Nonetheless, there was more controversy prompted by the interrogation (first 17:09 of the video below) of Judge Jackson upon Texas senator Ted Cruz
interrogating Supreme Court nominee Ketanji Brown Jackson about critical race theory.
The Texas senator first took issue with references made to Nikole Jannah-Jones during a speech Jackson gave at the University of Michigan on MLK Day in 2020. Hannah-Jones wrote The 1619 Project, which won the Pulitzer Prize.
"It is not something that I've studied. It doesn't come up in my work," Jackson said about The 1619 Project. "I was mentioning it because it was, at least at that time, something that was talked about and well-known to the students that I was speaking to at the law school."
Cruz then moved on to discussing critical race theory, an academic framework that examines how race and racism function in various institutions. Republicans have decried critical race theory, passing laws to ban the theory from schools.
Jackson repeatedly emphasized that she has never studied critical race theory and that it doesn't apply to her work as a judge.
"It wouldn't be something that I would rely on if I was on the Supreme Court," Jackson said.
Democrats were repulsed by Cruz's line of questioning and
The Republican National Committee on Tuesday also attempted to tie Jackson to critical race theory. The committee posted a GIF depicting Jackson with her initials "KBJ" being crossed out and replaced with the initials "CRT," meaning critical race theory.
The committee was also criticized for the post, with many decrying it as "racist."
"Critical Race Theory is being used as a slur against Judge Ketanji Brown Jackson," Kentucky's Charles Booker wrote on Twitter. "For some politicians, it's the new way to say the N-word. It's not right, and this Senate confirmation is too important. The American people deserve better."
Democratic Congressman Eric Swalwell tweeted at the committee, "Why do you hate black people?"
This was sound and fury signifying nothing- or perhaps everything As Cruz pointed out, Jackson is a member of the Board of Trustees of Georgetown Day School, which the Senator attempted to prove teaches critical race theory. In roughly 80 seconds more telling than is obvious, the Judge commented (at 10:23)
Georgetown Day School has a special history that I think is important to understand when you consider my service on that Board. The school was founded in 1945 in Washington, D.C. at a time in which by law there was racial segregation in this community. Black students were not allowed in the public schools, to go to school with white students.
Georgetown Day School is a private school that was created when three white families- Jewish families- got together with three black families and said that despite the fact that the law requires us to separate, despite the fact that the law is set up to make sure that black children are not treated the same as everyone else, we are going to form a private school so that our children can go to school together.
The idea of equality- justice- is at the core of the Georgetown Day School mission and it's a private school that every parent who joins the community does so willingly with an understanding that they are joining a community that is designed to make sure that every child is valued. Every child is treated as having an inherent worth and none are discriminated against because of race...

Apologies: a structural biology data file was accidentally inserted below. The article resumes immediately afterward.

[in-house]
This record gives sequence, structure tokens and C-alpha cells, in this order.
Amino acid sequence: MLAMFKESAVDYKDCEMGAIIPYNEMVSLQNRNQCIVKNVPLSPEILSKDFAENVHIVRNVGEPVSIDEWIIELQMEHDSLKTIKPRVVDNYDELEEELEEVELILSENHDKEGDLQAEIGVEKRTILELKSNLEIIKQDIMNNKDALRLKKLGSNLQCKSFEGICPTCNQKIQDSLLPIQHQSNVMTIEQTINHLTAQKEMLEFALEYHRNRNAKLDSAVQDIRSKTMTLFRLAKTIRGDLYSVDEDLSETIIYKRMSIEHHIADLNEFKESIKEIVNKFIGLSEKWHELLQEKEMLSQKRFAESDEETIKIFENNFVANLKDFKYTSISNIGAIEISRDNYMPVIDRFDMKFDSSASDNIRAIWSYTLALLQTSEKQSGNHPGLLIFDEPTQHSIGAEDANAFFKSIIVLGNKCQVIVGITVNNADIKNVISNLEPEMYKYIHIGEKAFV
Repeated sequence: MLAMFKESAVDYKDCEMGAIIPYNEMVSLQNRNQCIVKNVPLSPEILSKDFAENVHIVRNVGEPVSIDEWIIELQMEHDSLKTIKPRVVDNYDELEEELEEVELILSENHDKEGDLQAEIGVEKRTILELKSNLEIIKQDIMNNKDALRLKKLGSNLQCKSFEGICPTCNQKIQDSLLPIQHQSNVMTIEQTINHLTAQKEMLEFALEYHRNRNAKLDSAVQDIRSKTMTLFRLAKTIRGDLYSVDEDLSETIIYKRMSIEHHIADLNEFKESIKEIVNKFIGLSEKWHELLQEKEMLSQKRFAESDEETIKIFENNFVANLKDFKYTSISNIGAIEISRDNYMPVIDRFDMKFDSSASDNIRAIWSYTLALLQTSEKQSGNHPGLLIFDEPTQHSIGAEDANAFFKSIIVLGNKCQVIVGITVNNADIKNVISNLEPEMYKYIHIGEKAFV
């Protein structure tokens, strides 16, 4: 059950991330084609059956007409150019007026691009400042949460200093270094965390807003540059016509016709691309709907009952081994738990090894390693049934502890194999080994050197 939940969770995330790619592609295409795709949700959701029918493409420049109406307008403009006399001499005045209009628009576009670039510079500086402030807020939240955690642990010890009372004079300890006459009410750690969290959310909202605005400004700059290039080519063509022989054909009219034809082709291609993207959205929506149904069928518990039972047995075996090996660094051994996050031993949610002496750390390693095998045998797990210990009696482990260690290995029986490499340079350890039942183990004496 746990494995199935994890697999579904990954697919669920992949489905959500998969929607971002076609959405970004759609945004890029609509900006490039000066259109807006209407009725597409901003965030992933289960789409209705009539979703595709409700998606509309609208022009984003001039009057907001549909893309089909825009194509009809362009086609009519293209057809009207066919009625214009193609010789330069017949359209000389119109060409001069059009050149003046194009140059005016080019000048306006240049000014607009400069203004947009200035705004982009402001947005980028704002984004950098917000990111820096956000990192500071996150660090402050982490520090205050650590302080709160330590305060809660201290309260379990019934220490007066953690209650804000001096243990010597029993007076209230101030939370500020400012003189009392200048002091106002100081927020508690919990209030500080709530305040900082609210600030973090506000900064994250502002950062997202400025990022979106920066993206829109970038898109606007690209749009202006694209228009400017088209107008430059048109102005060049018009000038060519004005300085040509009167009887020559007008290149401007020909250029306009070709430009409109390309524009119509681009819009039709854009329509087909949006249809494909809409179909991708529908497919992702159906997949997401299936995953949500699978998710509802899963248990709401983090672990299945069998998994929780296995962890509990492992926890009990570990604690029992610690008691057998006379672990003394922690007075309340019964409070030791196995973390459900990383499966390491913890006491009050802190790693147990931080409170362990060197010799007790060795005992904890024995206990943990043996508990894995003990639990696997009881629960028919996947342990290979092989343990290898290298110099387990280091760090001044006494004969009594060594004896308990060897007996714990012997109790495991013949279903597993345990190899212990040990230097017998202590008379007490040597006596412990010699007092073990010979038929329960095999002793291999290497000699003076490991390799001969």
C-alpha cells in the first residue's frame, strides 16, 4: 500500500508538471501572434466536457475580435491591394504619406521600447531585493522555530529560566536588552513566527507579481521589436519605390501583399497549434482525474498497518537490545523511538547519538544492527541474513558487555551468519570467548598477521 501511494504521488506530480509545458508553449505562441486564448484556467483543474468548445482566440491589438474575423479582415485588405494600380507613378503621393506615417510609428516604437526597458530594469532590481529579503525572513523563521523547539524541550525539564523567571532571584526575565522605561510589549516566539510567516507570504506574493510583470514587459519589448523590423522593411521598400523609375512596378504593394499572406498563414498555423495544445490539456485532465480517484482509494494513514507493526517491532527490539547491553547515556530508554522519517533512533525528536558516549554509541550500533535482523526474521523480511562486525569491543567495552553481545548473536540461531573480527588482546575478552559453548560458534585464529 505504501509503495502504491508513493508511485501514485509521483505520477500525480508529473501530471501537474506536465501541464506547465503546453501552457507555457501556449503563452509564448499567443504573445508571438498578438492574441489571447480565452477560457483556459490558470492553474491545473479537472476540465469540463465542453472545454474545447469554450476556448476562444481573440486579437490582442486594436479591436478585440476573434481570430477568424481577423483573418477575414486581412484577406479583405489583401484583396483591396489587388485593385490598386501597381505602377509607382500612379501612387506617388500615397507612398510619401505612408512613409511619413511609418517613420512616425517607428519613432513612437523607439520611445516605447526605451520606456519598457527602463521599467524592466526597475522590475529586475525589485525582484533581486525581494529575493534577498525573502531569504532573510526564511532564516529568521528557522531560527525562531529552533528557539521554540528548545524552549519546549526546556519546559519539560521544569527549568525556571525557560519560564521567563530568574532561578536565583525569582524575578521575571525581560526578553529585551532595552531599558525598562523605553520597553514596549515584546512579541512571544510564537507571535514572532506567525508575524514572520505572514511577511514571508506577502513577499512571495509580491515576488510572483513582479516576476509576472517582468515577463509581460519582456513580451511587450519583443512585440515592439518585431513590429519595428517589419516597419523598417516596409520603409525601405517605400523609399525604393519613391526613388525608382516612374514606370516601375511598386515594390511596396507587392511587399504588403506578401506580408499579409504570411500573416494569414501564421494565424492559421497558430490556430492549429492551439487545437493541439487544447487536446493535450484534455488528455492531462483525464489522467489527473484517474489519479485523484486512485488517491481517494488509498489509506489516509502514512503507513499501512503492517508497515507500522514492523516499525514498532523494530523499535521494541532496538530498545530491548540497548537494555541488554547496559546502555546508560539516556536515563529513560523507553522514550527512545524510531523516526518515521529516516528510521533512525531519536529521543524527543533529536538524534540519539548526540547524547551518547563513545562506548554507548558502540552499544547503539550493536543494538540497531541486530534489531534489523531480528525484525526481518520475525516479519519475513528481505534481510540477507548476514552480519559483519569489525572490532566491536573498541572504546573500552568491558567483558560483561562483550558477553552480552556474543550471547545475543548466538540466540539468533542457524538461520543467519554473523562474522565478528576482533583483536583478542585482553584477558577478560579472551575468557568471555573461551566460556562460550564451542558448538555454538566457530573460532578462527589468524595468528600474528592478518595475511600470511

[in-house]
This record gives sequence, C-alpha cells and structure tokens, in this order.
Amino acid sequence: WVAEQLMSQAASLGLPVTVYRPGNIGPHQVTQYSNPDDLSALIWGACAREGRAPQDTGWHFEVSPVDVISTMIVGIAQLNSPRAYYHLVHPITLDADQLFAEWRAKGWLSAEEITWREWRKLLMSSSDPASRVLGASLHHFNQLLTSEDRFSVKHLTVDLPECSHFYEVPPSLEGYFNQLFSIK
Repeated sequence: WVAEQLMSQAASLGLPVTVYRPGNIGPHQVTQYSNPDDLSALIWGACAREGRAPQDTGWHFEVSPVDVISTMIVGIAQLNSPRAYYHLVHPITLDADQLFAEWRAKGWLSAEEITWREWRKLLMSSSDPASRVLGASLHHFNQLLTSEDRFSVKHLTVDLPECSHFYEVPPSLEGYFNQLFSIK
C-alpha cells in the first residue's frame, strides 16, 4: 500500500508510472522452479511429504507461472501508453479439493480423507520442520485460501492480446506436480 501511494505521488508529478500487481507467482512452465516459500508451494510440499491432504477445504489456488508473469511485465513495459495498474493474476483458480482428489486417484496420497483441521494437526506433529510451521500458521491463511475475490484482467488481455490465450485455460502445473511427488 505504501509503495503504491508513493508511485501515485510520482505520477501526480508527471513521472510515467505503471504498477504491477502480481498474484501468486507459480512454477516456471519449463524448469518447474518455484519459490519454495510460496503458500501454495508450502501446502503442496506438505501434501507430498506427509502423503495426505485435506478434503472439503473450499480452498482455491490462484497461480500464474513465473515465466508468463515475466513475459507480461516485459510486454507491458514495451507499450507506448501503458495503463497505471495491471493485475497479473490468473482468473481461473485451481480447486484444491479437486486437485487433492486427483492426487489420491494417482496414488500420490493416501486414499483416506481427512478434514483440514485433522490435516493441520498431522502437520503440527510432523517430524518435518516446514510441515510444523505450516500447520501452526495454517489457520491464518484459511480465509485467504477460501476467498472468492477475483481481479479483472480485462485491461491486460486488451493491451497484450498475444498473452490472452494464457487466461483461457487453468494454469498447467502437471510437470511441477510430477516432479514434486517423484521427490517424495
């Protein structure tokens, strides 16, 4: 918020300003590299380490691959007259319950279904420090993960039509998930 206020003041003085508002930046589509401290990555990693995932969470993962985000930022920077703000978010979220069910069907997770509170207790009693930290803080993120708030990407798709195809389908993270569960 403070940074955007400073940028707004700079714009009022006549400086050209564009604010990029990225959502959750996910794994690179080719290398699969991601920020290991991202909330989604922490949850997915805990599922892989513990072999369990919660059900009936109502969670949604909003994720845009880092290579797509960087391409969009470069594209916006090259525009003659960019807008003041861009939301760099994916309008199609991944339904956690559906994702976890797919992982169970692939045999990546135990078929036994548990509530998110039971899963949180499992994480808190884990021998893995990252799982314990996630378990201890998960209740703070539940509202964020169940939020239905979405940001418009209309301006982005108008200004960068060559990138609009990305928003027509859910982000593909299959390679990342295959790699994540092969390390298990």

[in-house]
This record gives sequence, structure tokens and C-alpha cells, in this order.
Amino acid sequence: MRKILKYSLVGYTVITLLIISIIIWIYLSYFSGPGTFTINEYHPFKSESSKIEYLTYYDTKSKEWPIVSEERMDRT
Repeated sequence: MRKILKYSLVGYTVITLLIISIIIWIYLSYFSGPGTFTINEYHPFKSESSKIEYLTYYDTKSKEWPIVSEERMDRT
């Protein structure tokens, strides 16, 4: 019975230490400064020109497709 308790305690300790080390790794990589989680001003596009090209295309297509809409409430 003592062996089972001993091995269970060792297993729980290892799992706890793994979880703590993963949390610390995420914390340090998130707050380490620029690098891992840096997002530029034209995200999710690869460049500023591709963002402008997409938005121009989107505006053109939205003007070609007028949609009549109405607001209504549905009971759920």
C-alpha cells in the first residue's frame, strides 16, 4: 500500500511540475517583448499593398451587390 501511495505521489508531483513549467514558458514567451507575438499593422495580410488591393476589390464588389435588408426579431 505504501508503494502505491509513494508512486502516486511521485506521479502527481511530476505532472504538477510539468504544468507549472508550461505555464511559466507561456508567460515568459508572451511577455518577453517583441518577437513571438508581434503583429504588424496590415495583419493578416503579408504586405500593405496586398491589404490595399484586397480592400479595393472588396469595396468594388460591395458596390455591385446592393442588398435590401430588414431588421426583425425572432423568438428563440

Judge Jackson notes that no child should be discriminated against because of race, and establishing in 1945 a school dedicated to that notion was both laudatory, especially so because it probably was controversial.
Nonetheless, it is now 77 years later, 68 years after Topeka v. Board of Education, decades after the nation understood that schools should not be racially segregated. Yet, they still are segregated, in some locales more than in the past.
This is not primarily because of racism or racial discrimination. Instead, schools are separated by race primarily because of housing patterns fostered by economic class distinctions- and the proliferation of private schools, of which (as Jackson pointed out) Georgetown Day School is one.
The class divide in the USA is large and getting larger. "None are discriminated against because of race" at the school, the nominee remarked.
And so they are not. But the annual tuition at the prestigious school runs from $39,896 to $46,682. It is gratifying that there are black families who can afford that. However, there are more black families who cannot, proportionately even more than of white families who cannot.
Disturbingly, Judge Jackson, an extremely impressive and well-qualified nominee worthy of Senate approval, is proud to be intimately associated with an institution closed off not only to the poor of all races but to the vast majority of the middle class and working-class of all races.
This is not to suggest that Ted Cruz, evincing a loathing of Georgetown Day School because of its alleged approach to teaching American history, deserves any credit. He'd love to derail approval of a nominee proud of the school's social justice mission, yet failed to notice that the "children (who) can go to school together" at a school "designed to make sure that every child is valued" excludes all but the elite.
It's a reminder that when a Republican oozes sympathy toward, or empathy for, everyday Americans or the working-class, he or she probably is working a con. But it's a reminder also that, notwithstanding the passion for racial justice among most Democrats, their passion for economic justice, though greater than among Republicans, is fairly meager- except insofar as it advances racial justice.